Marketing emails that work for your business

Posted on: 14 January 2014


Marketing emails satisfy one objective: to increase sales. But when only 20% of the emails sitting in inboxes are ever opened, how do you make yours stand out?

If only 5% of links within marketing campaign emails are clicked on, what’s the best way to encourage action from your email recipients?

Here’s a six-point checklist to help any business send out better emails.

1. The subject line

This is what people will see first, so don't let yourself down by writing a lousy one!

Keep it specific and make it interesting. Not to you, but to the person you're addressing. If you can, personalise it. This may not always be possible and will depend on the product you sell, the content of the email and the circumstances in which you're sending it. But if you can write 'John - about your recent camera purchase', for example, your opening rate is likely to shoot up. Of course, the introduction to the email must then actually be about the camera purchase - a reminder to fill in the warranty card, for example.

Keep your subject lines short. Not all email browsers are equal, particularly when viewed on a smartphone. Some will display considerably less of a subject line than others and there's nothing worse than seeing a subject line cut off in its prime - it looks ugly and makes no sense. The message will end up deleted before it has a chance.

2. Timing

When you send an email is often as important as what you send.

You can spend time analysing opening rates at different times of day and on different days of the week. Or - often just as effective - you can apply some common sense.

For example, if you know you're emailing mainly to work addresses, don't email them on a Friday at 5pm! Similarly, don't email first thing on Monday morning. Many people face a small mountain of emails they need to go through at this time and unless yours looks really urgent, it's likely to be overlooked. And if it's not opened immediately, it's unlikely anyone will come back to it later.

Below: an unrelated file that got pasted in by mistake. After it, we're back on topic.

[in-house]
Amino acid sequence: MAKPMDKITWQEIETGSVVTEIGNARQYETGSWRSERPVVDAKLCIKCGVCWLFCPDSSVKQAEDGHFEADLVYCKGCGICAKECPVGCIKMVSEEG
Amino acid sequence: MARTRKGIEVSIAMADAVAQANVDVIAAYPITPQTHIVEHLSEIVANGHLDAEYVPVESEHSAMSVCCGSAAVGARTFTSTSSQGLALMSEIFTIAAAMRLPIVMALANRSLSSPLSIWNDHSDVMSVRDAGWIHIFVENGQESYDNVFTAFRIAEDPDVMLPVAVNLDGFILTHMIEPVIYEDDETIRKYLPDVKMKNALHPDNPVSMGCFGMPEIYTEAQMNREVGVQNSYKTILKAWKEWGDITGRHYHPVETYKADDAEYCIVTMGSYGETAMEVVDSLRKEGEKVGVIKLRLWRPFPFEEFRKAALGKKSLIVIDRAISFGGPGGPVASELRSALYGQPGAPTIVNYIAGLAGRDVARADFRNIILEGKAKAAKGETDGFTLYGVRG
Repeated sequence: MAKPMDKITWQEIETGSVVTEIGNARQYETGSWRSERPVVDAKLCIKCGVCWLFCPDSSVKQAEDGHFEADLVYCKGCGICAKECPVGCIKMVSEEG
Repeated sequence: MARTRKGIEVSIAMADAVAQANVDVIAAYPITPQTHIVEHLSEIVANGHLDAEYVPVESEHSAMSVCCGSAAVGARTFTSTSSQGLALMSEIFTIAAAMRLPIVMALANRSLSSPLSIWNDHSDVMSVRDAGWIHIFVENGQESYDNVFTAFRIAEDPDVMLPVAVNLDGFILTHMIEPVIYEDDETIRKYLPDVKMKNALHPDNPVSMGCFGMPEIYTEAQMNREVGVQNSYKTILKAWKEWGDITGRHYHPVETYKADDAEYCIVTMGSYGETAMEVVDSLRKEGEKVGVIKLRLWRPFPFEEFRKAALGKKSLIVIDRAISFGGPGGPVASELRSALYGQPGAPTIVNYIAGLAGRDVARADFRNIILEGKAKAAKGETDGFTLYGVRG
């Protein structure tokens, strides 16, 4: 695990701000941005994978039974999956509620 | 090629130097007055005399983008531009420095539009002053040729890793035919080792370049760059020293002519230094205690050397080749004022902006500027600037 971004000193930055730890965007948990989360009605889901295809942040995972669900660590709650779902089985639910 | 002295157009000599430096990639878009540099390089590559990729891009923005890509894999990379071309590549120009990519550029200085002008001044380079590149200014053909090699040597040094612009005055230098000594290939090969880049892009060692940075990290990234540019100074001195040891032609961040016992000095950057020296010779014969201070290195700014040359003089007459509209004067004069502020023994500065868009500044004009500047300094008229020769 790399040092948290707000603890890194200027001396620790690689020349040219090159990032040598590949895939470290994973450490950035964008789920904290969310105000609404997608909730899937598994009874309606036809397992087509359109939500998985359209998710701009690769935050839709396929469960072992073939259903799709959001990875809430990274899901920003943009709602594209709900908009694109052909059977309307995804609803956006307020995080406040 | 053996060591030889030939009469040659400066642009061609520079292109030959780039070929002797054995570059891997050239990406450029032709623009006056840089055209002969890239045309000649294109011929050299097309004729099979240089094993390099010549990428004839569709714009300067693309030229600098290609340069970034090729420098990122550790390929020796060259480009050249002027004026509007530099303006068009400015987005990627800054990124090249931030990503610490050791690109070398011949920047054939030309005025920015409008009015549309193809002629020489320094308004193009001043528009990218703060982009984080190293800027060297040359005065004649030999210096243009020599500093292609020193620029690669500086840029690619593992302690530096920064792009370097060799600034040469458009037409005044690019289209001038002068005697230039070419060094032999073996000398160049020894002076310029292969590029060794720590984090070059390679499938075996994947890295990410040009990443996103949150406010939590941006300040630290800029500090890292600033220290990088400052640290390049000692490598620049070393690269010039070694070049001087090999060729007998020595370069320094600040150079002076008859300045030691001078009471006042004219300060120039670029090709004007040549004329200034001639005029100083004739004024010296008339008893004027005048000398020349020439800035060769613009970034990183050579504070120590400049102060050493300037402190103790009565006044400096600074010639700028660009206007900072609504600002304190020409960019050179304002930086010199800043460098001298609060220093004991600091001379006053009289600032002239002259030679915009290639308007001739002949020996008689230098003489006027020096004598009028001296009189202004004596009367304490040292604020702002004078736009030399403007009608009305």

Also consider whether you are making a time sensitive offer – there’s no use promoting a weekend sale on a Sunday afternoon.

3. Make sure your content sings!

Content is king. But there is simply no magic, easy-to-learn formula for getting it perfect. But there are some good guidelines you can deploy.

There are three main kinds of content:

  • stuff your viewer/reader can act upon and use now
  • information they might not put into immediate use but they think is worth knowing and understanding
  • 'The Hey Doris' - in other words, something they find interesting and might even want to pass on or recommend to someone else. i.e. something that’s retweetable.

Ask yourself if your content measures up to any of these three measures. If it doesn't, then it probably won't engage your audience.

If your content passes the test, then the next thing is to check its style. Is it appropriate for your audience? For nearly all small businesses, it's best to go for a clear, straightforward style with no jargon, no woolly corporate speak and no long words when short ones will do. Use concrete examples if you can. Have something to say and say it clearly so everyone can understand.

4. Keep it simple!

This is often overlooked. Decide what the purpose of the email is and focus only on that. This means, usually, only one or two aims. If you lose a sharp focus, the email will be confusing, disjointed and ineffective.

If you want to present an offer, just do that. If you want to present a newsletter with information that's relevant to your audience, make that your number one focus.

5. Include a call to action

The buzzword is 'engagement'. Any communication you have with your audience should be designed to elicit a response. This does not mean the call to action has to be a sale, or even a prompt to find out more about buying a product (although it may well be either of these). Instead, it may be something more subtle, like an invitation to ask questions, send in pictures or share tips… about gardening, making bread, plumbing, electrical or legal problems, or whatever is relevant to your business. It may even be an invitation to express a view.

Whatever else, make sure you have a call to action to engage with your audience and to get them involved.

6. Maximise publicity

Your marketing emails don’t need to be restricted to inboxes. Post it on your website, and if you’re using Facebook or Twitter for your business, attract your friends and followers to your newsletter through these channels too. You could also consider printing copies for display in your business premises if appropriate.


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